The Genesis 12-19 (G1219) Study: a twin and sibling study of gene-environment interplay and adolescent development in the UK.
McAdams TA., Gregory AM., Rowe R., Zavos HM., Barclay NL., Lau JY., Maughan B., Eley TC.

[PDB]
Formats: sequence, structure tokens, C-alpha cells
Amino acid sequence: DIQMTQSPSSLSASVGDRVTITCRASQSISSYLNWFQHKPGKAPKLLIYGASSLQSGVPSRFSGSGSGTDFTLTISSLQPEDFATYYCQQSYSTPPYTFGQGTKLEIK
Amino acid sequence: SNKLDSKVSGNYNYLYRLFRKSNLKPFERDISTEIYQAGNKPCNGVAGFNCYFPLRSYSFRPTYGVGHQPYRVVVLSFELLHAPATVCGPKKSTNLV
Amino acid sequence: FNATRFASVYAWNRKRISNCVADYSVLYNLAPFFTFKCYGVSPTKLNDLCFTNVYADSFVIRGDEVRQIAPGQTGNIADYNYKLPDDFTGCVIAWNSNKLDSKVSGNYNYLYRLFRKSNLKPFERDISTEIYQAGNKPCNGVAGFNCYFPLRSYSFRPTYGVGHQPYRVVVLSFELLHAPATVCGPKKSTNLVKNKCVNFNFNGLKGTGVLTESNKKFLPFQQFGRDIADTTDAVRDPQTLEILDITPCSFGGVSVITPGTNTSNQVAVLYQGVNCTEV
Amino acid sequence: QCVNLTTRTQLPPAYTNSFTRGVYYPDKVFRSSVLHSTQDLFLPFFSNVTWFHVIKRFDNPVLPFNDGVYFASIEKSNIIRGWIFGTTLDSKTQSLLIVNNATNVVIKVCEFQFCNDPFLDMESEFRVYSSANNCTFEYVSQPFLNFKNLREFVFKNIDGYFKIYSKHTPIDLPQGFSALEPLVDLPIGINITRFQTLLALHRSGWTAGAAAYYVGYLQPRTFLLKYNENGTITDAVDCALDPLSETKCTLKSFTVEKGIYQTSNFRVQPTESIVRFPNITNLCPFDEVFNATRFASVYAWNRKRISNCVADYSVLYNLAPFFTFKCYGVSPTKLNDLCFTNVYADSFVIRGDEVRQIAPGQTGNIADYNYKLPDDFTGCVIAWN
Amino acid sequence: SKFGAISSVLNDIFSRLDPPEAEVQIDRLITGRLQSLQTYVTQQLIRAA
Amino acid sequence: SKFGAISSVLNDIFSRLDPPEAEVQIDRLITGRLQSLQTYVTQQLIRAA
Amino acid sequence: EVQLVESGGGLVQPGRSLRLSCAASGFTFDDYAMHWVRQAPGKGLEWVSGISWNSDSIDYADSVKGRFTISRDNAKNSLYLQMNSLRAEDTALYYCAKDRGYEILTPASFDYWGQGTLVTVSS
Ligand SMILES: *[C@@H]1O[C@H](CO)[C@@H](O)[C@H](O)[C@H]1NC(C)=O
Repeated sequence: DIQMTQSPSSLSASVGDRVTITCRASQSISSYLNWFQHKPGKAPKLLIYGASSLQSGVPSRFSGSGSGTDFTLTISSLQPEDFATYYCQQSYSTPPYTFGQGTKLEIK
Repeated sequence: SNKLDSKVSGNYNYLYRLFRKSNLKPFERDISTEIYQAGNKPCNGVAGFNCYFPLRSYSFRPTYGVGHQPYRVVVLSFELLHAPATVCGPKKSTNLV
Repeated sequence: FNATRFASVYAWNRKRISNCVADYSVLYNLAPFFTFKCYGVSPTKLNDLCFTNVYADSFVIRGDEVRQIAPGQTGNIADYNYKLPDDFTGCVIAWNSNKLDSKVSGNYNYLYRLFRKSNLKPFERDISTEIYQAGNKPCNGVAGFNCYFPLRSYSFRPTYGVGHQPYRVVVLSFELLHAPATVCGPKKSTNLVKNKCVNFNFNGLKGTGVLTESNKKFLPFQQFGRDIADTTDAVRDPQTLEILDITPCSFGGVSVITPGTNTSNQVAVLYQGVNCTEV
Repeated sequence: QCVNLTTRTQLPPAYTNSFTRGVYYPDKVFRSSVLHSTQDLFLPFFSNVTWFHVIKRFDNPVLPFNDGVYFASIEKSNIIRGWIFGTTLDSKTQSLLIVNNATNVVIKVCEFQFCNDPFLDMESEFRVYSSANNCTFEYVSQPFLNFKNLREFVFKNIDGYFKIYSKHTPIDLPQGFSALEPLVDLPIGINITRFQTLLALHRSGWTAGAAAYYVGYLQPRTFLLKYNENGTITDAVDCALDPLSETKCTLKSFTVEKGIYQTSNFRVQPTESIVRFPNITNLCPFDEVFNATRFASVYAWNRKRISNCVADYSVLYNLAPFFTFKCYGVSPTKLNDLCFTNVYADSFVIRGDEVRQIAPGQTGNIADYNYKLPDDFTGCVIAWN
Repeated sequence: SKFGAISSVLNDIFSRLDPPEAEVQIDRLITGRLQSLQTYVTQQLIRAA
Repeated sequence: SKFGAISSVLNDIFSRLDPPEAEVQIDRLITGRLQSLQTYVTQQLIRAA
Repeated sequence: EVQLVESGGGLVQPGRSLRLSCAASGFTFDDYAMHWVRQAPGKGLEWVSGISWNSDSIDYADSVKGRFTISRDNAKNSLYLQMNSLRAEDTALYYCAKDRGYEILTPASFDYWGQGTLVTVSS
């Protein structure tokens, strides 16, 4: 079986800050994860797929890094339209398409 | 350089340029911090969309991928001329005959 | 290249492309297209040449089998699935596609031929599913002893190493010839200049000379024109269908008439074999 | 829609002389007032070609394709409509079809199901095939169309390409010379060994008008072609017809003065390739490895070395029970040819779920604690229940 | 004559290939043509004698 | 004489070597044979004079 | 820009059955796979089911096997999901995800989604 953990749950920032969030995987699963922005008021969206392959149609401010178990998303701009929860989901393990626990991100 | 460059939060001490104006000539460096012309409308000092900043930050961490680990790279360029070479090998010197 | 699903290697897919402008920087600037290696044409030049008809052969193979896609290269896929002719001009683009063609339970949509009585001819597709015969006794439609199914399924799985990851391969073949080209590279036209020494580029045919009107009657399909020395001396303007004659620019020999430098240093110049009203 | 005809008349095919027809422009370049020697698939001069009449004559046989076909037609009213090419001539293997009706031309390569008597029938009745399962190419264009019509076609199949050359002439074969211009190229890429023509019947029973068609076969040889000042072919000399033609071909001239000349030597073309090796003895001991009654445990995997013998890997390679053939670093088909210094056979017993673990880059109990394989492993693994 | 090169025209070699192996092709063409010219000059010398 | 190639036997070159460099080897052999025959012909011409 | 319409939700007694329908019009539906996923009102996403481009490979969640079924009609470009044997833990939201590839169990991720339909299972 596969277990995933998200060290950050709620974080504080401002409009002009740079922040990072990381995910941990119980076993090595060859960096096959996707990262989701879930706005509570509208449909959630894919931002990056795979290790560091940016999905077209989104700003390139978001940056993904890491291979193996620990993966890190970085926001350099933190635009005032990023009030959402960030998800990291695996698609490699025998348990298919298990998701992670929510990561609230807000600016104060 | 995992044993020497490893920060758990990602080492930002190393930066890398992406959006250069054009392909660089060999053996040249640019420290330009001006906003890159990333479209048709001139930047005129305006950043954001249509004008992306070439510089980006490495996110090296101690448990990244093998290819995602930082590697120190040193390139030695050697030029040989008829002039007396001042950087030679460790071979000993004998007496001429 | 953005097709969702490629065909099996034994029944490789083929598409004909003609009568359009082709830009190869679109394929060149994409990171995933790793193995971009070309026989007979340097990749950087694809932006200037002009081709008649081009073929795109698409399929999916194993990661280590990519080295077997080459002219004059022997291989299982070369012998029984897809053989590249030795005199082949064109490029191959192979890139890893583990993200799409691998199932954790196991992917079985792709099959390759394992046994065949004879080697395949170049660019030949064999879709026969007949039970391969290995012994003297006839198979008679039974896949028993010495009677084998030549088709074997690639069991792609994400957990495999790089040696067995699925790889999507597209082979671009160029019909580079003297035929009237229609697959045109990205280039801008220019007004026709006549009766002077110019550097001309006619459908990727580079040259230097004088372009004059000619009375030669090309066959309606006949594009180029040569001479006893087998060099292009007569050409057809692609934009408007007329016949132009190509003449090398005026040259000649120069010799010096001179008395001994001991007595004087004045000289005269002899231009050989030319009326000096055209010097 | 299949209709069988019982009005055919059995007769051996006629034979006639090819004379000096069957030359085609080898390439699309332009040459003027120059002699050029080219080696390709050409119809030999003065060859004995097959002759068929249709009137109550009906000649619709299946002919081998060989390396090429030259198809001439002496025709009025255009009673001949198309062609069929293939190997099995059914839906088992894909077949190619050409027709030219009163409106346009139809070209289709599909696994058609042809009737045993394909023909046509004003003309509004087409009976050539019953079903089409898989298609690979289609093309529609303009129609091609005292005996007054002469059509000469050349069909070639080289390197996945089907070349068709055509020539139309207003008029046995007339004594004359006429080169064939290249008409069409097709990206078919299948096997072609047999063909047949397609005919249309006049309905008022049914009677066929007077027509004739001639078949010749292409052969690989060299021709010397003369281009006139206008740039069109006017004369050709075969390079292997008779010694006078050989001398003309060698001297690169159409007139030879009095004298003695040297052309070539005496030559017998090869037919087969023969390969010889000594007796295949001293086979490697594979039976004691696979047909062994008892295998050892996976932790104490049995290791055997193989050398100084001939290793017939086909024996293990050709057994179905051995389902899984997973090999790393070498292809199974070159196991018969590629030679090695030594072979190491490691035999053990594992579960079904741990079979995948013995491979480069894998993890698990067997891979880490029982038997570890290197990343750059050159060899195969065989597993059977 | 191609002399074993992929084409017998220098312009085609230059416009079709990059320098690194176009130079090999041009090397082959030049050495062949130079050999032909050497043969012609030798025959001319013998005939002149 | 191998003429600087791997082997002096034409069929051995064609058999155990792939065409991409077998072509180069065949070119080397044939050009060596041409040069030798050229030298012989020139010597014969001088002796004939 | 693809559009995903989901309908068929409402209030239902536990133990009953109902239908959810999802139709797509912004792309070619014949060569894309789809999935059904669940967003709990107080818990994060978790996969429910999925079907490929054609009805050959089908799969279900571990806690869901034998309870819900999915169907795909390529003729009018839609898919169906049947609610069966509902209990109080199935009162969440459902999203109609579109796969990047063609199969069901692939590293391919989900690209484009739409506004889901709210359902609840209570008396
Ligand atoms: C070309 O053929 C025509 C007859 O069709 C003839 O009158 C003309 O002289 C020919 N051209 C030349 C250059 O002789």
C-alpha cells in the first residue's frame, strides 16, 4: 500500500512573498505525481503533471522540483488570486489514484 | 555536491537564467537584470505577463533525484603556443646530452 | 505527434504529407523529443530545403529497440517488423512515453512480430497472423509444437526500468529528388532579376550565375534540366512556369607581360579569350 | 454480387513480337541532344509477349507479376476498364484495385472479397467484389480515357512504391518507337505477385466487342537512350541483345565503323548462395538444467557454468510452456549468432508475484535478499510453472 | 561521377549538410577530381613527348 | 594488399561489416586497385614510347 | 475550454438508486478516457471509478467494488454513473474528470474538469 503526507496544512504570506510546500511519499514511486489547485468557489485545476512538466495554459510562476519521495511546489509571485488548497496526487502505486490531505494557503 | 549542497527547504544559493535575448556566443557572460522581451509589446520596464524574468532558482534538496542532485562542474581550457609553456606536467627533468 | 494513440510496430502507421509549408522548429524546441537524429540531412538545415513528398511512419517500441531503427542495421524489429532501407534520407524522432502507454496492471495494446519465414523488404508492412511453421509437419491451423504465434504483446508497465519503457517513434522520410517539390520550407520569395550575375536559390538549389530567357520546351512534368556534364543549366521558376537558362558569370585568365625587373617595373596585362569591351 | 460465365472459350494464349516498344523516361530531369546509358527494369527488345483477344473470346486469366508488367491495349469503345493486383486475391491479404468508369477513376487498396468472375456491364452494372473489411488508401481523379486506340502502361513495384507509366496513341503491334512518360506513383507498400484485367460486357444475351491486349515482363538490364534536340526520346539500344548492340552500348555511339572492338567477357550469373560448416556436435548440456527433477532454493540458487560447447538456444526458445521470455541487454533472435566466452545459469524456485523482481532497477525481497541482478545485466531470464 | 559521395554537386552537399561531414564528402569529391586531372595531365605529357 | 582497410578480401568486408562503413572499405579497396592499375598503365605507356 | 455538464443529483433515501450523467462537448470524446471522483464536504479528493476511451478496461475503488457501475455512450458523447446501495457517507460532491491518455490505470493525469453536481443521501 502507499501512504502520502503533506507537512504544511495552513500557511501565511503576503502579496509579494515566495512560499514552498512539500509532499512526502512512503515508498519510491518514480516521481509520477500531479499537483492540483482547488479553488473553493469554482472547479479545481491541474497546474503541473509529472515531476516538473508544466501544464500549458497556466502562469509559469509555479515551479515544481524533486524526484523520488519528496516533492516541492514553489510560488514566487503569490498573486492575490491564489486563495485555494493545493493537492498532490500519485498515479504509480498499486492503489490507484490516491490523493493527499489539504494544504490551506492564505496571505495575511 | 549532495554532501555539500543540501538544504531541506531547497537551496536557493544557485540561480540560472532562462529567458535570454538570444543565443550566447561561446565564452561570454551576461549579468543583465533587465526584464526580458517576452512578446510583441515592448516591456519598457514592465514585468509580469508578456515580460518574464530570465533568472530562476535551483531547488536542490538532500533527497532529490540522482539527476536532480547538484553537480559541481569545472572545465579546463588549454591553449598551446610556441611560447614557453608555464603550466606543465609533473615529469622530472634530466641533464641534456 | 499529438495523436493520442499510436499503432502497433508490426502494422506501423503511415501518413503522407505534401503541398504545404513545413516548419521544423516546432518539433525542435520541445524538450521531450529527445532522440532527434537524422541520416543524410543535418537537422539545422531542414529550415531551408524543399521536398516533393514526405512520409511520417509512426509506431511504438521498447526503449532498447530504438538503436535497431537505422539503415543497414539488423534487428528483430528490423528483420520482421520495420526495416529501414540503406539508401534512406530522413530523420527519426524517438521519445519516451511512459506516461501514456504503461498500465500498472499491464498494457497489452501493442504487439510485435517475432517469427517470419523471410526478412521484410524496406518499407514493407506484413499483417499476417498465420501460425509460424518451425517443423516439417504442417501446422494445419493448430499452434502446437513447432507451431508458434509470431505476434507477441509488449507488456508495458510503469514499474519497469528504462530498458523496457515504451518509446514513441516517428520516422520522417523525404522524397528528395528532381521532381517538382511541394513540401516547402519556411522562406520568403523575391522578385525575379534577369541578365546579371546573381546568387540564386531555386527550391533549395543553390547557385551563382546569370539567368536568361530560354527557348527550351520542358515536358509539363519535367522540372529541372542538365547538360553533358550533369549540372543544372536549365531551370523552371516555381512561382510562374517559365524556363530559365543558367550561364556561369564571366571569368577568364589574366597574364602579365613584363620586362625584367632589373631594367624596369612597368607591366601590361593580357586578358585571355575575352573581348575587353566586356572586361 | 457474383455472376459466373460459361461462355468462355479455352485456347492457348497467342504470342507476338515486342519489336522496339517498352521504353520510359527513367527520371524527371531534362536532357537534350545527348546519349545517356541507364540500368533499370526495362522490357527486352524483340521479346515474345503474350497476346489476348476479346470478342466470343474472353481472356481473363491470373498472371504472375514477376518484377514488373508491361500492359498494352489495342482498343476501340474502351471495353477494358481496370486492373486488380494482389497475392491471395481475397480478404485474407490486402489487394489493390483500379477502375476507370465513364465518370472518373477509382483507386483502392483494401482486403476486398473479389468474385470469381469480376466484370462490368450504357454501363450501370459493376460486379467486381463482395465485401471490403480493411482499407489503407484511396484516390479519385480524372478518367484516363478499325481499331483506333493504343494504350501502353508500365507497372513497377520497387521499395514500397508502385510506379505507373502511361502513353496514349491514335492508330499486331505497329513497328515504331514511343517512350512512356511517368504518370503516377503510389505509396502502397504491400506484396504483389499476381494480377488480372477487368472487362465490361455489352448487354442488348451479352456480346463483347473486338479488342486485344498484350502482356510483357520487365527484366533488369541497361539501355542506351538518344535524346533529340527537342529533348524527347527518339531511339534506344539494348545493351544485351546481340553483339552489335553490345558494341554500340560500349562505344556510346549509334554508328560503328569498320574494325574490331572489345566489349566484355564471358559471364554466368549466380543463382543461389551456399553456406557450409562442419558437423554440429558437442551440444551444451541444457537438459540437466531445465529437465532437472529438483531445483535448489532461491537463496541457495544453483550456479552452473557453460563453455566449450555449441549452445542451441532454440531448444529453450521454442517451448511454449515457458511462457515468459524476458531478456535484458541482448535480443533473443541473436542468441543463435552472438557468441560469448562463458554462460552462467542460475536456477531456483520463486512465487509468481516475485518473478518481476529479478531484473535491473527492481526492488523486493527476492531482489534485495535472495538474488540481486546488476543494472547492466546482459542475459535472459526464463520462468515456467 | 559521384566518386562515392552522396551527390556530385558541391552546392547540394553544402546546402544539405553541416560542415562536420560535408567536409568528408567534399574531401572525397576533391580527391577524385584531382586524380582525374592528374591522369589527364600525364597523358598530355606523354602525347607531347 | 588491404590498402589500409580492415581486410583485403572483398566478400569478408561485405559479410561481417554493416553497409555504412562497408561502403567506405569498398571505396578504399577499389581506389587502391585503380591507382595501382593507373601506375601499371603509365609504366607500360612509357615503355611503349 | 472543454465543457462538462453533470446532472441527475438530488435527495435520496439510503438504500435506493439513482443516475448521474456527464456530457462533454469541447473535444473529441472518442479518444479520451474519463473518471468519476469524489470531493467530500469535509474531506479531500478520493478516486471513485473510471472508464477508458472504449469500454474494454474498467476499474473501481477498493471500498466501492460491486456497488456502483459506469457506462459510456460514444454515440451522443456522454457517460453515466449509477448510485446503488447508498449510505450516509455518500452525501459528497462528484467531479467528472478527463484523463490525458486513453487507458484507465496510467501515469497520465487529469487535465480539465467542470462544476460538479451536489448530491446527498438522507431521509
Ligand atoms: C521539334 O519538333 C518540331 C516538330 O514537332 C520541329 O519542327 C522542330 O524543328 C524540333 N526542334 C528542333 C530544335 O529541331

The Genesis 12-19 (G1219) Study is an ongoing longitudinal study of a sample of UK twin pairs, non-twin sibling pairs, and their parents. G1219 was initially designed to examine the role of gene-environment interplay in adolescent depression. However, since then data have continued to be collected from both parents and their offspring into young adulthood. This has allowed for longitudinal analyses of depression and has enabled researchers to investigate multiple phenotypes and to ask questions about intermediate mechanisms. The study has primarily focused on emotional development, particularly depression and anxiety, which have been assessed at multiple levels of analysis (symptoms, cognitions, and relevant environmental experiences). G1219 has also included assessment of a broader range of psychological phenotypes ranging from antisocial behaviors and substance use to sleep difficulties, in addition to multiple aspects of the environment. DNA has also been collected. The first wave of data collection began in the year 1999 and the fifth wave of data collection will be complete before the end of 2012. In this article, we describe the sample, data collection, and measures used. We also summarize some of the key findings to date.